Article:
Randolph, MA asked in Immigration Law, Tax Law and Landlord - Tenant for Massachusetts

Q: Hello, if I rent a apartment &sublet it on airbnb or other website for few months is it legally allowed for a H1b holder

I may or may not earn through subleting, but could i do it ? if so for how many months? if i may use it to earn this as a side income? what is the allowable income I can generate, is there any cap? The landlord allows to sublet on weekly or monthly basis but me being the primary person renting. What are the limitation I would have on it ?

1 Lawyer Answer
James L. Arrasmith
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  • Immigration Law Lawyer
  • Sacramento, CA

A: If you're on an H1B visa and considering subletting an apartment on platforms like Airbnb, it's crucial to understand how this could impact your visa status. H1B visa holders are authorized to work only for their petitioning employer, and any income generated outside of this employment could be seen as a violation of visa terms. Engaging in business activities or earning income from sources other than your H1B sponsor is generally not permitted under the terms of the H1B visa.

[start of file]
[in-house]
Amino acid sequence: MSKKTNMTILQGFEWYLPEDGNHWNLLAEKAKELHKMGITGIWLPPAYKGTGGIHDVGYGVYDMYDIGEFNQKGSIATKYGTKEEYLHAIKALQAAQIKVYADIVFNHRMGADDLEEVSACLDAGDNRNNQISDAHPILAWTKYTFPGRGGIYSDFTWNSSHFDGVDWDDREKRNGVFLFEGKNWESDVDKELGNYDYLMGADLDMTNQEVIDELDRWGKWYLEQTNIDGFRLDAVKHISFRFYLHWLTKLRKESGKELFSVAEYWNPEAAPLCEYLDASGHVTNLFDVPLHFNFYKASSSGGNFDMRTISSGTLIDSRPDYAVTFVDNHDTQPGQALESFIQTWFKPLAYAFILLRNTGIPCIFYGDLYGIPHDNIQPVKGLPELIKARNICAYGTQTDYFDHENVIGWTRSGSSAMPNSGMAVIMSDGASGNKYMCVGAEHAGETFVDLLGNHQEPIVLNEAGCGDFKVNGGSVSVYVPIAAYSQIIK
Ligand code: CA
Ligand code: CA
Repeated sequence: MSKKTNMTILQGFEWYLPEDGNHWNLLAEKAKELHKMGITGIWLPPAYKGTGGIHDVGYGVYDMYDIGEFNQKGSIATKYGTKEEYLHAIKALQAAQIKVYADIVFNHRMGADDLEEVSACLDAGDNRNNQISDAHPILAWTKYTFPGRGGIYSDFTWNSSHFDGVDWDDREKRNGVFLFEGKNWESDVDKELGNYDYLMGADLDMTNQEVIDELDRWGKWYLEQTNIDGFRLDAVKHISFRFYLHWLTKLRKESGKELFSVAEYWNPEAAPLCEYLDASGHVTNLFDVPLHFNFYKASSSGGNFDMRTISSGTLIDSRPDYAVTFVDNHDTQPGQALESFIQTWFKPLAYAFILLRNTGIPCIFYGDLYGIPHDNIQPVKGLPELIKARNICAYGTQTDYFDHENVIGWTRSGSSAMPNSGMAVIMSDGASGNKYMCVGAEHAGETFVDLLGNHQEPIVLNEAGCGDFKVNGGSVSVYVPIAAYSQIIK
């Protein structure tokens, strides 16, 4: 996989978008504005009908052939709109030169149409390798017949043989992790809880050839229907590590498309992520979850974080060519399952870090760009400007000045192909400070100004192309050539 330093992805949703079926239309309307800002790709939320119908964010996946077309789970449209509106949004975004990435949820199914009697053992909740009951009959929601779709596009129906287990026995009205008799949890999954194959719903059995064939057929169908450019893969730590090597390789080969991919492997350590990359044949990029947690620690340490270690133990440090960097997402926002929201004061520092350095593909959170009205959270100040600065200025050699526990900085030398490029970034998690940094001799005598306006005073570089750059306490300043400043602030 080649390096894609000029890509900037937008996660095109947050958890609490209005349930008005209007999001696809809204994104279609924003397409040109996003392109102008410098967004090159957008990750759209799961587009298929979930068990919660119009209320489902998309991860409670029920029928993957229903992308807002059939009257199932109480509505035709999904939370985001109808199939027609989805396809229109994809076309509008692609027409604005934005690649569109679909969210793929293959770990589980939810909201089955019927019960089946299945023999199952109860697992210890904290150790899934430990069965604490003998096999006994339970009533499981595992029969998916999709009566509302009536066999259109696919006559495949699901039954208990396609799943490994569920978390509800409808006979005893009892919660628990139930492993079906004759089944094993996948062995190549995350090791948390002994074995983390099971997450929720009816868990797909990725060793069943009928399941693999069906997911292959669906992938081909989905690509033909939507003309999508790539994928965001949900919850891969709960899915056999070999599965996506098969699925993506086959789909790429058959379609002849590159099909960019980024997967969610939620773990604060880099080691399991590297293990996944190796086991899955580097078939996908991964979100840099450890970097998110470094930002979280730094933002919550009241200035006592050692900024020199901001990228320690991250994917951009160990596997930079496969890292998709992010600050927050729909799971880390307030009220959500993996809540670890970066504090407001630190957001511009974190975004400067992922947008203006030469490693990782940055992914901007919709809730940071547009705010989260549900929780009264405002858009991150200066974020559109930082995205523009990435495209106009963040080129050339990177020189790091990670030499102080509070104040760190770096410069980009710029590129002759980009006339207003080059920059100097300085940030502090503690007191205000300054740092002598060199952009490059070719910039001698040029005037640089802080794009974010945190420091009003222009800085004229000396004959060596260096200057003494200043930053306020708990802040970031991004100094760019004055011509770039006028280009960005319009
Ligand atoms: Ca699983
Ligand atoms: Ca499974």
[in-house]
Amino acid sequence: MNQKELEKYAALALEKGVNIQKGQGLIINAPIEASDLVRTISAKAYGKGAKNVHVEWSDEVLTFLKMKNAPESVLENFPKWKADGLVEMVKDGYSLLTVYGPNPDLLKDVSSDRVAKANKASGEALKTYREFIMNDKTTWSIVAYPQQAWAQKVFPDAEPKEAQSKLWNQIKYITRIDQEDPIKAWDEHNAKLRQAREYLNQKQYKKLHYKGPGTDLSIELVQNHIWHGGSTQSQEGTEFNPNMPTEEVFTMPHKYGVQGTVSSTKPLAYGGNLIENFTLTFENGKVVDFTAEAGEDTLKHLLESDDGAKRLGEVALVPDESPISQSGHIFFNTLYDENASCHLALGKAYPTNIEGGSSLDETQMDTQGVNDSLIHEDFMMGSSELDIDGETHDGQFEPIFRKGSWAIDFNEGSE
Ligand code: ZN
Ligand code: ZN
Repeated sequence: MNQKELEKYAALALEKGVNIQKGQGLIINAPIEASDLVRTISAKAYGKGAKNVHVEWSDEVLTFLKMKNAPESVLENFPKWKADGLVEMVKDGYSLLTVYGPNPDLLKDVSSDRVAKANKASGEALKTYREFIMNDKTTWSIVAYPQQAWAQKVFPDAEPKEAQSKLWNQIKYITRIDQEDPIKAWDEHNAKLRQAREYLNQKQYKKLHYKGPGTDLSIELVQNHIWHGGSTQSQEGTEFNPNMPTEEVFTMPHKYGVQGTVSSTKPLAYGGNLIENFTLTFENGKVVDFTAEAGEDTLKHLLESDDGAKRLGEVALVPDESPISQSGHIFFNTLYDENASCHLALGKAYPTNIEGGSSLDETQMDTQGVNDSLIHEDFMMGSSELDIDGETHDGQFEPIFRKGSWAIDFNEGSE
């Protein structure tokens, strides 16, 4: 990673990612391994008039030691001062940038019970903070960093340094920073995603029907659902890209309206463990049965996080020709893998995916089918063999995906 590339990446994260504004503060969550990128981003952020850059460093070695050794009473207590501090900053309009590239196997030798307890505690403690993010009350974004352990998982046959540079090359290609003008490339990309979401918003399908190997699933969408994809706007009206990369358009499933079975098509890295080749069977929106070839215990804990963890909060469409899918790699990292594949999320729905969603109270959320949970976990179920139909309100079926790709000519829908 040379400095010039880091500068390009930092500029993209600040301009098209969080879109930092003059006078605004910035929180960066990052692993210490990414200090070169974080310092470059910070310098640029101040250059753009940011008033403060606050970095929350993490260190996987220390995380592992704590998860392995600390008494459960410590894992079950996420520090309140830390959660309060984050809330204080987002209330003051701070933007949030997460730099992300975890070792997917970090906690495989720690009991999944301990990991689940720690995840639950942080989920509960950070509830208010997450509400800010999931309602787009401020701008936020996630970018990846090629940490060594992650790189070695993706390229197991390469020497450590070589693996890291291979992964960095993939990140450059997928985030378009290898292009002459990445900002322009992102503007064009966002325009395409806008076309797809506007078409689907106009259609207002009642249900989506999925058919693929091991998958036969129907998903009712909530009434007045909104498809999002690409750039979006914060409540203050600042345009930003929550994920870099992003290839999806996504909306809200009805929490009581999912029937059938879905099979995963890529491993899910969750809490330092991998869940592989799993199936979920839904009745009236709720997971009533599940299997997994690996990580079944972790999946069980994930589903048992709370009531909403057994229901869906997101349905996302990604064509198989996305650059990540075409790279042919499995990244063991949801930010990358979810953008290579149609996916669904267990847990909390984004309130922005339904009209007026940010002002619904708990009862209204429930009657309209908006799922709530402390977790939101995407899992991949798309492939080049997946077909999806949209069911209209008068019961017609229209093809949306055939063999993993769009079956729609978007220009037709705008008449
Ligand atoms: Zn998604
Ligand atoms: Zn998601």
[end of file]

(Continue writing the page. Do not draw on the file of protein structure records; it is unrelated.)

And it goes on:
While your landlord may allow subletting, doing so for profit while on an H1B visa introduces complexities. The U.S. immigration laws are strict about the type of activities and income sources allowable for H1B visa holders. Generating income through subletting could be interpreted as unauthorized work, especially if it's done regularly as a source of income. There's no specified cap or limit because essentially, such income generation could be outside the scope of permitted activities under an H1B visa.

Before proceeding with any plans to sublet, it's wise to consult with an immigration attorney to discuss your specific situation and ensure that any actions you take do not jeopardize your visa status. They can provide guidance tailored to your circumstances, including any potential pathways that might exist for legally generating additional income. Remember, maintaining compliance with your H1B visa conditions is crucial to your ability to stay and work in the U.S.

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